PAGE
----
In 1862 Frith exhibited The Railway Station at the Royal Academy. It now belongs to the Royal Holloway and New Bedford College at Egham. It shows a large crowd of passengers at London's Paddington Station. In the centre Frith showed his own family saying goodbye to two of his sons as they left by train to go to boarding school. On the right he showed two famous detectives arresting a well known murderer.  The purchaser L. V. Platow wanted to be shown as the engine driver, but the driver insisted that he must be shown with his engine, so Frith painted Flatow next to him. Frith did not exhibit The Railway Station at the Royal Academy as  Flatow wished to display it at his gallery with one the engravings of the painting and a booklet about it which were for sale. Frith says that in seven weeks over 21,000 people paid to see it.

In 1858 Queen Victoria asked Frith to paint the wedding of the Princess Royal but he refused. Later, in 1863, she asked Frith to paint The Wedding of the Prince of Wales and he agreed to do it for 3000. It was a great deal of work as it included 139 portraits and some of the sitters were very difficult, especially the young Prince William of Prussia who got paint all over his face and yelled with fury. The Walker Art Gallery in Liverpool has Frith's smaller replica of the ten foot original in Buckingham Palace.

The last of Frith's large modern life paintings was A Private View at the Royal Academy,1881.  This has over thirty figures. Frith showed Leighton, the President of the Royal Academy in the centre but he also showed Oscar Wilde "a well-known apostle of the beautiful, with a herd of eager worshippers" and "the aesthetic craze as regards dress" Wilde had attacked Frith's paintings and he got his own back in this painting, but he was not the only person to make fun of the aesthetes. George Du Maurier also mocked them in his drawings in Punch, and Gilbert and Sullivan mocked them in their comic opera Patience..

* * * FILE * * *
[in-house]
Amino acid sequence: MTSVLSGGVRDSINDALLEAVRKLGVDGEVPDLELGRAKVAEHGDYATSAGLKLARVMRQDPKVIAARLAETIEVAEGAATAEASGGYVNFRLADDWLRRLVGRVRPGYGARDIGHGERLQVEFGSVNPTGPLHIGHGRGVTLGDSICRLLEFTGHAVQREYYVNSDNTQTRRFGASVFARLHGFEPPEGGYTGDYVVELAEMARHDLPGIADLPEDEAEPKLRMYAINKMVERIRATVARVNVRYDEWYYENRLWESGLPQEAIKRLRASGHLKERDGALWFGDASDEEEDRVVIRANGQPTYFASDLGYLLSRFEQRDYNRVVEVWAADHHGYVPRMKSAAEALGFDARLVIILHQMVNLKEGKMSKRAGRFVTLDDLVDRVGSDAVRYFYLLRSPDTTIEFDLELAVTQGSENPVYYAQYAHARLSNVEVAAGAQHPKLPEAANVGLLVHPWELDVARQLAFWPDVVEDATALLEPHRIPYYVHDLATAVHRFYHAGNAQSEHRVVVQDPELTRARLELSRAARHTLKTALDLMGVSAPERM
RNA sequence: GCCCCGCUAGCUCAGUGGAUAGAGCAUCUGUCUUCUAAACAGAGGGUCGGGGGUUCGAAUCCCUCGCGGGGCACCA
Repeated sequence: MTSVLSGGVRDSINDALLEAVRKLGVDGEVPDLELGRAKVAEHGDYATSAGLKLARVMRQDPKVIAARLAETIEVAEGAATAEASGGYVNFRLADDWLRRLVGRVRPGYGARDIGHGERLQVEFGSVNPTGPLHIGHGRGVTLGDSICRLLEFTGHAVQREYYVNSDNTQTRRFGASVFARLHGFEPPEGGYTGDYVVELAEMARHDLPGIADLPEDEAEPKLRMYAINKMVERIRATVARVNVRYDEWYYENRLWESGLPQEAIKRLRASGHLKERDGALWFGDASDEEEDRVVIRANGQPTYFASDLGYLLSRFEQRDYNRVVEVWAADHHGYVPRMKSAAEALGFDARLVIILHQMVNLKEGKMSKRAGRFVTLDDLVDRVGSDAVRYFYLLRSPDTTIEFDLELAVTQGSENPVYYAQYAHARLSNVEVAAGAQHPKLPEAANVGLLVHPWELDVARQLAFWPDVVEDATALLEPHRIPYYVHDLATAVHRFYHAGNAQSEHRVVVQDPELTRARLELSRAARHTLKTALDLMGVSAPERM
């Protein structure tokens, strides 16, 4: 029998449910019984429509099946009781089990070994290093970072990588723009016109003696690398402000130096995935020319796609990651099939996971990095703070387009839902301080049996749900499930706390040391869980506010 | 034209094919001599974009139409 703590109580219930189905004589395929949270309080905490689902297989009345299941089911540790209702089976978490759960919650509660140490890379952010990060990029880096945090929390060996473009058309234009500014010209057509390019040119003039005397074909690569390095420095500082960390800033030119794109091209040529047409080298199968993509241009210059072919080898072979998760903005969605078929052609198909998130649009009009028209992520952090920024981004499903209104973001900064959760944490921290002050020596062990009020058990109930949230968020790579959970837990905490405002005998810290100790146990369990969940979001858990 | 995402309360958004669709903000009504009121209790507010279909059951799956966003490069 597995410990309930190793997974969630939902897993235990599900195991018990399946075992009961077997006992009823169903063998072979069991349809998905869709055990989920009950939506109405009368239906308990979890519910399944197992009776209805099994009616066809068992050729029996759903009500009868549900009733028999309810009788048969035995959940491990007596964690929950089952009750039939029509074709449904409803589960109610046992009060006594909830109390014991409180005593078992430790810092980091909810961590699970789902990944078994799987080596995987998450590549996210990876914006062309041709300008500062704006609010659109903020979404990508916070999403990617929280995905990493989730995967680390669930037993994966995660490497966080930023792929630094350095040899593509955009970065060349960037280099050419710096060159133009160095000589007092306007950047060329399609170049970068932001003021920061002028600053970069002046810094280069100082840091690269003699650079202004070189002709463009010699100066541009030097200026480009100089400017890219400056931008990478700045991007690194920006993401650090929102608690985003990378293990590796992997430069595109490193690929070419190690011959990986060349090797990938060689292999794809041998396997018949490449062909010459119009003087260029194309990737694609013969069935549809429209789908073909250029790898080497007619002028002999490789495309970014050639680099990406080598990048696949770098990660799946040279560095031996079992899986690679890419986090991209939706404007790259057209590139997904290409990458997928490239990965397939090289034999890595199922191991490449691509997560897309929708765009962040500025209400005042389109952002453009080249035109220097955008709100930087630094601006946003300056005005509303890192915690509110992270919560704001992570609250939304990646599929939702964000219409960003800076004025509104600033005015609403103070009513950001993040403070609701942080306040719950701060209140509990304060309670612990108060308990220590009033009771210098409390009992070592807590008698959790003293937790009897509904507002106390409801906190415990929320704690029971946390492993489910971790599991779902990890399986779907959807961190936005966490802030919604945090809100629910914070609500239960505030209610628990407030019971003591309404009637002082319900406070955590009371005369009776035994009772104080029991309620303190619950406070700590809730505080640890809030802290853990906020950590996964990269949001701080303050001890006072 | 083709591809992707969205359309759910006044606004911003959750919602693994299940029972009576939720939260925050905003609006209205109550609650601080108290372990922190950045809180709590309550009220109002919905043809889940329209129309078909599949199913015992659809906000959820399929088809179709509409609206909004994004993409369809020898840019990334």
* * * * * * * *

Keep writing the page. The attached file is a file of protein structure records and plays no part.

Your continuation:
Frith also painted two series of morality paintings. These were similar in subject matter to Marriage a la Mode and The Rake's Progress, the series of morality paintings by the 18th century artist William Hogarth.  Frith's villains, like Hogarth's, come to an unhappy end, in just retribution for their evil deeds. Just as Hogarth had increased the circulation of his series of paintings by reproducing them as engravings, so Ernest Gambart sold engravings of Frith's two morality series. The first in 1878 was The Road to Ruin. The first painting, The College, shows the student gambling with cards in his room at University. The next is Ascot which shows him losing more money gambling on horse races, Arrest shows two Bailiffs arriving at his home. Struggles shows his family living in one room in France and The End shows the gambler in a poorly furnished room about to kill himself.